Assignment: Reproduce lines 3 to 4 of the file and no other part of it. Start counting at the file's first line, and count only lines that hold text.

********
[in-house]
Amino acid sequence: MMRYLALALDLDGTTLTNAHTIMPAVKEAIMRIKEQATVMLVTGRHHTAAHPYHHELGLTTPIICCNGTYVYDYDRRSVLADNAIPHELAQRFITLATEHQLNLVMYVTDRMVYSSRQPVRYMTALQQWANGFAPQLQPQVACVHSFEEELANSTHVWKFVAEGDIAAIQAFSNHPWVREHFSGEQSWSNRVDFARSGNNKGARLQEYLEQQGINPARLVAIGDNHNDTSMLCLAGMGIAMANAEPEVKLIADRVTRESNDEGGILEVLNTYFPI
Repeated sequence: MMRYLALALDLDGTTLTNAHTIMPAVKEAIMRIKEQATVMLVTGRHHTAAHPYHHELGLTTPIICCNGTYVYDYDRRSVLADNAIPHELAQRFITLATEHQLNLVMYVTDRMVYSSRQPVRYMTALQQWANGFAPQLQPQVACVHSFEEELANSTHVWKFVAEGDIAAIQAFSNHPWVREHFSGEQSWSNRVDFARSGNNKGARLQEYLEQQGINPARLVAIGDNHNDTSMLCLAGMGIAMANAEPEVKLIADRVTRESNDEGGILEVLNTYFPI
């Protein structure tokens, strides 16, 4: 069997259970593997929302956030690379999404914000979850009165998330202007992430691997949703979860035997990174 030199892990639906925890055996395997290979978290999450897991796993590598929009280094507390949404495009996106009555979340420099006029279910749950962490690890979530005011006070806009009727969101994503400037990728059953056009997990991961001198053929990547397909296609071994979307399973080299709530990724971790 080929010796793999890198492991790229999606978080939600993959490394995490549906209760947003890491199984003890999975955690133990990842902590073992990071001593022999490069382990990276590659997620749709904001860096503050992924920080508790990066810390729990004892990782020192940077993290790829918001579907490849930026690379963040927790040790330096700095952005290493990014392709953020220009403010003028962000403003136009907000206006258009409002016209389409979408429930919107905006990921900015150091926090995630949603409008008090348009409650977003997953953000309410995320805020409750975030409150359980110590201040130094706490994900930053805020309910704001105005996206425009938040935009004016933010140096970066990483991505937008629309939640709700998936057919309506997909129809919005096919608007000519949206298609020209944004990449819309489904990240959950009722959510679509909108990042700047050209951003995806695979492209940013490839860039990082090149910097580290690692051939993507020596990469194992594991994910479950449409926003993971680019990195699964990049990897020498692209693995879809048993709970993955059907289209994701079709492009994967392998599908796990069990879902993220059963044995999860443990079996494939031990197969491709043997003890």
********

Repeated sequence: MMRYLALALDLDGTTLTNAHTIMPAVKEAIMRIKEQATVMLVTGRHHTAAHPYHHELGLTTPIICCNGTYVYDYDRRSVLADNAIPHELAQRFITLATEHQLNLVMYVTDRMVYSSRQPVRYMTALQQWANGFAPQLQPQVACVHSFEEELANSTHVWKFVAEGDIAAIQAFSNHPWVREHFSGEQSWSNRVDFARSGNNKGARLQEYLEQQGINPARLVAIGDNHNDTSMLCLAGMGIAMANAEPEVKLIADRVTRESNDEGGILEVLNTYFPI
């Protein structure tokens, strides 16, 4: 069997259970593997929302956030690379999404914000979850009165998330202007992430691997949703979860035997990174 030199892990639906925890055996395997290979978290999450897991796993590598929009280094507390949404495009996106009555979340420099006029279910749950962490690890979530005011006070806009009727969101994503400037990728059953056009997990991961001198053929990547397909296609071994979307399973080299709530990724971790 080929010796793999890198492991790229999606978080939600993959490394995490549906209760947003890491199984003890999975955690133990990842902590073992990071001593022999490069382990990276590659997620749709904001860096503050992924920080508790990066810390729990004892990782020192940077993290790829918001579907490849930026690379963040927790040790330096700095952005290493990014392709953020220009403010003028962000403003136009907000206006258009409002016209389409979408429930919107905006990921900015150091926090995630949603409008008090348009409650977003997953953000309410995320805020409750975030409150359980110590201040130094706490994900930053805020309910704001105005996206425009938040935009004016933010140096970066990483991505937008629309939640709700998936057919309506997909129809919005096919608007000519949206298609020209944004990449819309489904990240959950009722959510679509909108990042700047050209951003995806695979492209940013490839860039990082090149910097580290690692051939993507020596990469194992594991994910479950449409926003993971680019990195699964990049990897020498692209693995879809048993709970993955059907289209994701079709492009994967392998599908796990069990879902993220059963044995999860443990079996494939031990197969491709043997003890």